Yesterday I said that, from a technical perspective, it appears that commodity currencies like the Canadian dollar, Australian dollar, and New Zealand dollar may all be due to recoup some of their massive losses. However, at the end of Thursday’s trading session, AUD/USD and NZD/USD broke below former trendline support, while USD/CAD breach falling trendline resistance dating back to mid-2004. Looking ahead to Friday, the Canadian dollar will be the only commodity currency to face event risk, but it could actually prove to be the news of the day. The Canadian net employment change is forecasted to rise 10K in August compared to drop of 55.2K in July, while the unemployment rate is anticipated to edge up to 6.2 percent. The employment change is notoriously difficult to predict, especially since our main leading indicator for this – the employment component of Ivey PMI – will not be released until later in the morning. As a result, the data should be especially market-moving, with a strong reading likely to push USD/CAD lower, though a disappointing negative result should send the pair surging above noted trendline resistance.

Related article: US NFP and Canadian Employment Data Leverages a USDCAD Setup

Euro Breaks Below Key Support as Comments by ECB’s Trichet Stay Status Quo

The euro fell nearly 1 percent on Thursday, as EUR/USD tumbled and broke below the 38.2 percent fib of 1.1638 – 1.6041 at 1.4358. This was important as it also marks the region where we have the December 2007 lows, which could make it difficult for the pair to drop much lower. The European Central Bank’s rate decision was essentially a non-event, as they opted to leave rates steady at 4.25 percent as expected and ECB President Jean-Claude Trichet’s post-meeting press conference yielded little no information. Mr. Trichet maintained that inflation will likely remain “well above” their 2 percent target for a “protracted period of time,” and that current interest rates will help the ECB maintain their primary objective of price stability. However, ECB staff projections for real GDP growth were revised down to a range between 1.1 percent and 1.7 percent in 2008 and between 0.6 percent and 1.8 percent in 2009. Furthermore, risks to the outlook were noted as being “particularly high”, with downside risks prevailing. Overall, this was supportive of interest rate expectations, as Credit Suisse overnight index swaps price in over 25bps worth of cuts by the ECB during the next 12 months. On Friday, the status of the euro will depend greatly on the US dollar, as there are no key European economic releases scheduled.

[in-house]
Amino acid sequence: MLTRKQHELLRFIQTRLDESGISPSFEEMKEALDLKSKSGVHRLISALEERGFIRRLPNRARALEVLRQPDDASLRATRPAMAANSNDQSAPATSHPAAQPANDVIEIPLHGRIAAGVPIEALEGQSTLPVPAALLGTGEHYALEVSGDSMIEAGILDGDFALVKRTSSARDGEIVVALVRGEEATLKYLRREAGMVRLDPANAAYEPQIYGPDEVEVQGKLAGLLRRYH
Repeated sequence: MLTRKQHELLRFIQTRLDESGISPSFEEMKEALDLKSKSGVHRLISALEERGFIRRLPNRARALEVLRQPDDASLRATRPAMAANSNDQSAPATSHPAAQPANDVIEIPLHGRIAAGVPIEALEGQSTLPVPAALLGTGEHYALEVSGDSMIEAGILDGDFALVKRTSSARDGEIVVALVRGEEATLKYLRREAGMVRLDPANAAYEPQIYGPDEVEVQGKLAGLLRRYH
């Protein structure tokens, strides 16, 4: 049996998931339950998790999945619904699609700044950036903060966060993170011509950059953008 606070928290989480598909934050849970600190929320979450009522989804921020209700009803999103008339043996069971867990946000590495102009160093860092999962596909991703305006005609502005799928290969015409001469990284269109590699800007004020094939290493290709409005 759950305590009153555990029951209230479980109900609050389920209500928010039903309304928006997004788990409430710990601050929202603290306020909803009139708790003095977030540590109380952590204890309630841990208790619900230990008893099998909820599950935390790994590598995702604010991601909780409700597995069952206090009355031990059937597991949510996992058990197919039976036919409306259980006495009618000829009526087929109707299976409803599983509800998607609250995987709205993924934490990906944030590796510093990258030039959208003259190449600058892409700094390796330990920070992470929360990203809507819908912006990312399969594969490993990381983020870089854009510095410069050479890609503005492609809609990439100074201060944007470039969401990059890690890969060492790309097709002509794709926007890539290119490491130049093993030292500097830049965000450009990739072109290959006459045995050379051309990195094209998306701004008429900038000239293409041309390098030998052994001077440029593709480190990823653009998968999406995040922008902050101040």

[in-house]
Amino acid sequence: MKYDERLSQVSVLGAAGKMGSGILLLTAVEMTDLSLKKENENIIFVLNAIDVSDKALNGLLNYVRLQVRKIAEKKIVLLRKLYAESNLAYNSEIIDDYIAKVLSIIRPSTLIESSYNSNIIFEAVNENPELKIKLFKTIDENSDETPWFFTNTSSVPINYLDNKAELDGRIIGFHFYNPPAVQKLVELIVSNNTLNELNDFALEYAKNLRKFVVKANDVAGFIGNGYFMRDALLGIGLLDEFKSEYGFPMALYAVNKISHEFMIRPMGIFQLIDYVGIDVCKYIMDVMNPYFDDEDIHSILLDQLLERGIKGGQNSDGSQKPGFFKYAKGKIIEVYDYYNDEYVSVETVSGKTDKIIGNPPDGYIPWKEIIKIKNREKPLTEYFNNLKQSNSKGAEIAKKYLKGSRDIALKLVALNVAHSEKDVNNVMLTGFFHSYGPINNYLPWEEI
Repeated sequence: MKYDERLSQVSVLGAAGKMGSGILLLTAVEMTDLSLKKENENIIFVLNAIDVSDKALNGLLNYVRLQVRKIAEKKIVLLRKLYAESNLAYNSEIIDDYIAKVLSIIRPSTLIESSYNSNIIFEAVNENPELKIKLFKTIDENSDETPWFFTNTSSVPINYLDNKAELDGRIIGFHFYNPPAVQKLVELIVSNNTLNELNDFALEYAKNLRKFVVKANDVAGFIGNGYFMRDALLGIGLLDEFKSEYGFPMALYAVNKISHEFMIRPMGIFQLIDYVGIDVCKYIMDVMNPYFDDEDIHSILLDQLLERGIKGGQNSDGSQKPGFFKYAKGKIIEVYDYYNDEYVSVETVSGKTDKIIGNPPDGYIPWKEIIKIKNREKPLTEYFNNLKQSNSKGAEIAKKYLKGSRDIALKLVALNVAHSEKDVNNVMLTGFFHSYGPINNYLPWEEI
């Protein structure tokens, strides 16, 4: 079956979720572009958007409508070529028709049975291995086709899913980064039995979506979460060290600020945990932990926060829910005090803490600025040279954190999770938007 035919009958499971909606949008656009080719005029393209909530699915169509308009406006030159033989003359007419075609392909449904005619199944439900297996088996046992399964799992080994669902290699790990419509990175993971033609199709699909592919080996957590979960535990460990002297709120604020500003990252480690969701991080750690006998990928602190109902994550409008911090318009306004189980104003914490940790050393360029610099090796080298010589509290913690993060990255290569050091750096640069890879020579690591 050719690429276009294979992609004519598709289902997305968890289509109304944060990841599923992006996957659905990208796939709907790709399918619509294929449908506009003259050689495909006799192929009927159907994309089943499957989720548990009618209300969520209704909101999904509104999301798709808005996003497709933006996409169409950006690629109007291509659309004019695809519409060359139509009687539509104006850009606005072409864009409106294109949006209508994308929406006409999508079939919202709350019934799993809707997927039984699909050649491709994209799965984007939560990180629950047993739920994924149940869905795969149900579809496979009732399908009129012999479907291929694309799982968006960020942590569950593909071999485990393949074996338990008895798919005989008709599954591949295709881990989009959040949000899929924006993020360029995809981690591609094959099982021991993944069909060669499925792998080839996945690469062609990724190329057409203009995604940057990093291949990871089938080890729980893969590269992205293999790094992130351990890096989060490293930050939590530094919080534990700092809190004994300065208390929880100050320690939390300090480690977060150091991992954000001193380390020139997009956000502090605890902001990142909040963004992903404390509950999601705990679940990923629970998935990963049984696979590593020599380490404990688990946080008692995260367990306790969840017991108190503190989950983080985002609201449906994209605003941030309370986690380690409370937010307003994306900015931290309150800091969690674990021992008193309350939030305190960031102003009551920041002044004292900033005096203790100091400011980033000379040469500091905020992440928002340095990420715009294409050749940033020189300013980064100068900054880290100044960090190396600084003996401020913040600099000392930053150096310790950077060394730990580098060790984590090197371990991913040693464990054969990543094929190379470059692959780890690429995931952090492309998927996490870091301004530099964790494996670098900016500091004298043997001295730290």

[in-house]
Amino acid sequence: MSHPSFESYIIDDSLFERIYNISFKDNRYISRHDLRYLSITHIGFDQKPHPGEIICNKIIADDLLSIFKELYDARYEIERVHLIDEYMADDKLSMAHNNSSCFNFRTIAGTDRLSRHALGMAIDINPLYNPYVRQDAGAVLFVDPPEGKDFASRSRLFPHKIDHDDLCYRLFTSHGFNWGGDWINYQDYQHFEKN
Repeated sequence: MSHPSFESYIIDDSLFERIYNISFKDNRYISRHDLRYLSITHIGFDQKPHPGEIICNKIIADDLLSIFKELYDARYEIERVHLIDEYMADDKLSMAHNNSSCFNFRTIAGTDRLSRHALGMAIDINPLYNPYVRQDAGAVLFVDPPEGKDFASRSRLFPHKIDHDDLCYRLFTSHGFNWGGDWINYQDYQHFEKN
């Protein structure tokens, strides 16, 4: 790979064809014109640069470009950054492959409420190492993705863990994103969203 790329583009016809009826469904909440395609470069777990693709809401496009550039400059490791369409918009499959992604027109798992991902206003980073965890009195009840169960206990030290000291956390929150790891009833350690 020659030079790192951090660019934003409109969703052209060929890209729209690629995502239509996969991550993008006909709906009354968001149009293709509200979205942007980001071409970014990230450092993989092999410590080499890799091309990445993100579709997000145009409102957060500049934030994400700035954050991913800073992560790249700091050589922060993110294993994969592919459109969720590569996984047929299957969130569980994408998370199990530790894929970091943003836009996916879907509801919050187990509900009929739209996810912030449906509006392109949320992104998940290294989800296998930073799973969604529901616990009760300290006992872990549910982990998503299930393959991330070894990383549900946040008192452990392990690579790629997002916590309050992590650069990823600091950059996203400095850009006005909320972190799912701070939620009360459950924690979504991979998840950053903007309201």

British Pound Collapse Continues As House Prices Plunge 10.9%, BOE Leaves Rates Steady

The British pound has plunged nearly 2,500 points since mid-July, and ended Thursday testing 1.7575 as the outlook for the UK remains grim. The Bank of England’s rate decision was essentially a non-event, as the left rates at 5.00 percent and did not issue a monetary policy statement (since there was no change in rates). Nevertheless, Credit Suisse overnight index swaps are still pricing in nearly 100bps in rate cuts by the BOE within the next 12 months, as HBOS house prices fell 10.9 percent in August from a year earlier. The UK housing market remains in shambles, with the sector’s recession rivaling that of the US. The fear amongst UK central bankers is that it will have a similar impact on not only the economy at large, but also the credit markets.

[B]For a full list of upcoming event risk and past releases, check out the DailyFX Calendar.

Written by Terri Belkas, Currency Strategist for DailyFX.com

E-mail: <[email protected]>